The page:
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THE THREE-FIFTHS MAJORITY GAMBLE

Published: 
Sunday, March 19, 2017

Last Tuesday in the Senate, the Government made good on its promise to cease bringing to Parliament any legislation that may require a three-fifths majority in cases where it is possible that there might be the need for such a majority owing to the fact that there might be a human rights infringement.

The bill before the Senate for Second Reading last Tuesday was the Miscellaneous Provisions (Trial By Judge Alone) Bill 2017. In seeking to make amendments to the Offences Against the Person Act and the Criminal Procedure Act, the bill was making adjustments to the existing practice of trial by jury.

There is a view that such an alteration to this hallowed process ought to have been accompanied by a certificate confirming that the bill was going to be inconsistent with sections 4 and 5 of the Constitution and that a three-fifths majority would be required. However, the Government has decided to gamble on proceeding with this legislation without adopting the three-fifths majority option.

When alterations to the court trial process have been made in the past, Parliament was presented with a bill that required a three-fifths majority in both Houses of Parliament. This was very clear in the case of the amendment to the Evidence Act that was undertaken by Act No 2 of 1990 which abolished the right of the accused to make an unsworn statement from the dock during a trial. That bill was passed with a three-fifths majority in both Houses.

There was perhaps an even greater cause for concern with the current bill before the Senate in which two of the amendments to the Offences Against the Person Act appear to traverse ground upon which the judiciary has already made clear pronouncements of unconstitutionality.

In his contribution to the debate, Opposition Senator Gerald Ramdeen told the Senate that the proposed amendments to sections 4A(6) and 4A(7) had wording that had already been assessed by Mr Justice Smith in July 2009 and Mr Justice Kokaram in April 2010. In both instances, these judges had declared these sections unconstitutional.

The gamble by the Government in bringing to Parliament legislative clauses that had already been deemed unconstitutional is startling. Parliament cannot cure the unconstitutionality by simply repeating them again for enactment with a word or two changed here and there.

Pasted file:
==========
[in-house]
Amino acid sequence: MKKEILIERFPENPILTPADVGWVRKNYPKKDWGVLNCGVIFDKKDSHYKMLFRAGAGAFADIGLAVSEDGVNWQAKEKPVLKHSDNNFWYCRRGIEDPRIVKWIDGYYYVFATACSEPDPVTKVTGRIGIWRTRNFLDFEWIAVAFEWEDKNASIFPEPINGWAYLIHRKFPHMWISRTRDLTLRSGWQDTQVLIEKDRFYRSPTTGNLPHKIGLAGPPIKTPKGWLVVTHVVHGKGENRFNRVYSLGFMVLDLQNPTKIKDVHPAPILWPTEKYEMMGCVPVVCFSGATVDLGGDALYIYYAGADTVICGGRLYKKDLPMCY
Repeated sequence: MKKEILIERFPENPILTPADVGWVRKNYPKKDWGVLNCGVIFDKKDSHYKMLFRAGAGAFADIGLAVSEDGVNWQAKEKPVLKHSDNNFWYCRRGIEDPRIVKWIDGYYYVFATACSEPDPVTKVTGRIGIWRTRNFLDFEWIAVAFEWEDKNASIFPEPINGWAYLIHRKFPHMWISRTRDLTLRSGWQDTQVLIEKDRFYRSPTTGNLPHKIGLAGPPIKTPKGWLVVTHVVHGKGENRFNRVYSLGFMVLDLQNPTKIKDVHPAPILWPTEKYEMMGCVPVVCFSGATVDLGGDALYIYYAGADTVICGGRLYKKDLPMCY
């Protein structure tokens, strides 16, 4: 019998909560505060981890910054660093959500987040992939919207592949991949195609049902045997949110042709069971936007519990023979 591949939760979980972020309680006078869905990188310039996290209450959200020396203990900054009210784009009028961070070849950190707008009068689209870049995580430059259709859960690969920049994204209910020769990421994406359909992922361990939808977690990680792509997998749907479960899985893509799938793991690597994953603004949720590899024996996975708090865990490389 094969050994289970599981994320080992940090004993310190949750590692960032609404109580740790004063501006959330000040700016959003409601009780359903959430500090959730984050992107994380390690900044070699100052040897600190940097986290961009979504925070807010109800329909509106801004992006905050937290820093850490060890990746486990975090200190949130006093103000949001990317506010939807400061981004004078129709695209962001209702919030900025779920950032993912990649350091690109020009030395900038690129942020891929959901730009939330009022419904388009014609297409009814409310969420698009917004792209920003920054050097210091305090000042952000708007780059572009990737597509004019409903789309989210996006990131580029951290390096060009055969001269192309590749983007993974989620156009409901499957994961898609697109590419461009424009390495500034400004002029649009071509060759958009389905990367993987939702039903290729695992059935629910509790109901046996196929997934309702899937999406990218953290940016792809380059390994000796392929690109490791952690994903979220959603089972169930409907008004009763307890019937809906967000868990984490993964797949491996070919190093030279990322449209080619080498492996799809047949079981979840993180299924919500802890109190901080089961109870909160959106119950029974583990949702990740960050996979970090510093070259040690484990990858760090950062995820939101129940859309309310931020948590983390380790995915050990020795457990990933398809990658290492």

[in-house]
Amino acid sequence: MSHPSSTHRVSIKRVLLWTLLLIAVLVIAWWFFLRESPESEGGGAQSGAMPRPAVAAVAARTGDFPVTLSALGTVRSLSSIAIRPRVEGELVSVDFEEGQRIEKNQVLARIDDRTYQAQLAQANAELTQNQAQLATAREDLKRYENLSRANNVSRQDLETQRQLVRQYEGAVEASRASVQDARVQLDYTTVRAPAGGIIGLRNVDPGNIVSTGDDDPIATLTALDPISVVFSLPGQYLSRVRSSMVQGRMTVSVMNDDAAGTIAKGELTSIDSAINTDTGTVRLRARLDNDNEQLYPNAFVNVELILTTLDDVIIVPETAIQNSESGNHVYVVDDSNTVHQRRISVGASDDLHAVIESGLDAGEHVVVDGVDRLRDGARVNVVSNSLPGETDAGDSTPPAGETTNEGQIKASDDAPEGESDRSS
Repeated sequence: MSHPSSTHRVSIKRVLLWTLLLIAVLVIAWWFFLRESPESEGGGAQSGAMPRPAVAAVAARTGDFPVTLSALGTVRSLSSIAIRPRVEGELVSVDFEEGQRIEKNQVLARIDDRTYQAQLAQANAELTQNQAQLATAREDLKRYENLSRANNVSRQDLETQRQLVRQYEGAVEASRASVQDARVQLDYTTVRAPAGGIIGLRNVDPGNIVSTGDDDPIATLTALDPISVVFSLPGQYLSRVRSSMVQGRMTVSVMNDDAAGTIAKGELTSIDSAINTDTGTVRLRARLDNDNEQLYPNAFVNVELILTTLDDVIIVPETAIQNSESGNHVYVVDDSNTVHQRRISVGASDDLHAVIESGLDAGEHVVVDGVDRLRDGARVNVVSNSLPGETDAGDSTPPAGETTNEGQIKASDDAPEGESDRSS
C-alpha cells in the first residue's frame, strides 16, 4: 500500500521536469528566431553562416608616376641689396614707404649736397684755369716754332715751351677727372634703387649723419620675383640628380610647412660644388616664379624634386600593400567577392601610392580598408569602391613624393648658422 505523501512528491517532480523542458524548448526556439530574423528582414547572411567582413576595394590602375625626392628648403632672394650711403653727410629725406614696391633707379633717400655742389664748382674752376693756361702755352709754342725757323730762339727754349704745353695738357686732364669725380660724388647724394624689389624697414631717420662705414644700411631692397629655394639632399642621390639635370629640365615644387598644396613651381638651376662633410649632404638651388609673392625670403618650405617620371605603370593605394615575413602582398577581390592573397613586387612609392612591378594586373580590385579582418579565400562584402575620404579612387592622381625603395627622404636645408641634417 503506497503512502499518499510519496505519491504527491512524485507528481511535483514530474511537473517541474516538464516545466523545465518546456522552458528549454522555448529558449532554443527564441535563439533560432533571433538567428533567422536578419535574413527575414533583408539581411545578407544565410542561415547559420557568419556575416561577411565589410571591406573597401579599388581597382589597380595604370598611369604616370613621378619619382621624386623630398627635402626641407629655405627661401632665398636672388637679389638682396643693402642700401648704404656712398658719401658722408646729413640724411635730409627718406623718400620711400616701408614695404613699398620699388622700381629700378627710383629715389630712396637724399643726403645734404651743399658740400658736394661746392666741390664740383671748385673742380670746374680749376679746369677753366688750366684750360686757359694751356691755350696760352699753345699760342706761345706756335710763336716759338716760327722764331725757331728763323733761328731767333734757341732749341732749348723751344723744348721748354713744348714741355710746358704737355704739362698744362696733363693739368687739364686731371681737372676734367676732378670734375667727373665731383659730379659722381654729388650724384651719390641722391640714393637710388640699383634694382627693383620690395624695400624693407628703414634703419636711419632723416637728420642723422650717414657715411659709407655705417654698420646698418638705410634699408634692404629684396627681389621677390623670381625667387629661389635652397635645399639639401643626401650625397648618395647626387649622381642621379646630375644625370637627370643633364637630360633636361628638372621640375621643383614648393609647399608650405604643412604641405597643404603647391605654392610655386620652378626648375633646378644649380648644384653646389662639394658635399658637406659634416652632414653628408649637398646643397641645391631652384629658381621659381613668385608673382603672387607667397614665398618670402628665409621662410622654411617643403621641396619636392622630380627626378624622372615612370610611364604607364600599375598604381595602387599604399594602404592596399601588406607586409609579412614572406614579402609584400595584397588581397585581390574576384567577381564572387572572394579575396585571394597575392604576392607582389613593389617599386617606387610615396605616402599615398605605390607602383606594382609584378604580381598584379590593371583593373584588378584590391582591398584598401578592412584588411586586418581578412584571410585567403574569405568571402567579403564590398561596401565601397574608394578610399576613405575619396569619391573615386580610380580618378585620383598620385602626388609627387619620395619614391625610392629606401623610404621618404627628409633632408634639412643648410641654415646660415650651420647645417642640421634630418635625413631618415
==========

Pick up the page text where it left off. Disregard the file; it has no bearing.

However, Parliament does have the right to enact legislation that is at variance with the human rights provisions of the Constitution if it brings such legislation to Parliament with a requirement for a three-fifths majority. The Government has decided that it no longer intends to proceed on such a basis.

In his order in the matter of Evelyn v Attorney General (CV 2007-04514), Mr Justice Smith held, inter alia, that:

“2. Section 4A(6) of the Offences Against the Person Act Chapter 11:08 be modified by deleting the words ‘until the President’s pleasure is known’ and substituting therefore the words ‘until the Court’s pleasure is known’.

3. Section 4A(7) of the Offences Against the Person Act Chapter 11:08 is unconstitutional as it offends against the principle of the separation of powers enshrined in the constitution.”

In his order in the case of Mukesh Maharaj v Attorney General (Claim No 2009-00409), Mr Justice Kokaram held at paragraph 48 of his judgement as follows:

“The Claimant’s sentence should therefore be modified to read ‘at the Court’s pleasure’ instead of ‘the President’s pleasure’. In this way the section is sanitized from any element of unconstitutionality. On the other hand, however, section 4A(7) OAP is wholly unnecessary and is in conflict with the constitutional principles discussed. This section purports in its entirety to deal with the manner and the length of the client’s detention. It usurps the judicial function of sentencing and is unconstitutional. There is no useful purpose to be served in modifying this section and it is struck down altogether.”

The fact that both sections have been brought back to Parliament in this Trial By Judge Alone Bill without any heed being paid to the opinions of these two judges is a matter of grave concern. According to the Bill Essentials on the Parliament web site, the words that offended both Justices Smith and Kokaram in relation to “the President’s pleasure” are still there. In respect of section 4A(7), the violation of the separation of powers principle that offended both Justices Smith and Kokaram are still there.

So why did the Government bring these clauses back to Parliament virtually word-for-word armed with the knowledge that two High Court justices had already deemed them unconstitutional, and in one instance had proposed wording that could have cured section 4A(6)? Section 4A(7) seems incurable.

What is the gamble here? Senator Ramdeen was passionate in his presentation last week. He had been praised before by Minister of Finance Colm Imbert for his work on the FATCA Joint Select Committee. Now he has brought before the Parliament a matter of substance that will require a response from the Attorney General. Why is the Government gambling on unconstitutionality as part of its three-fifths majority avoidance strategy?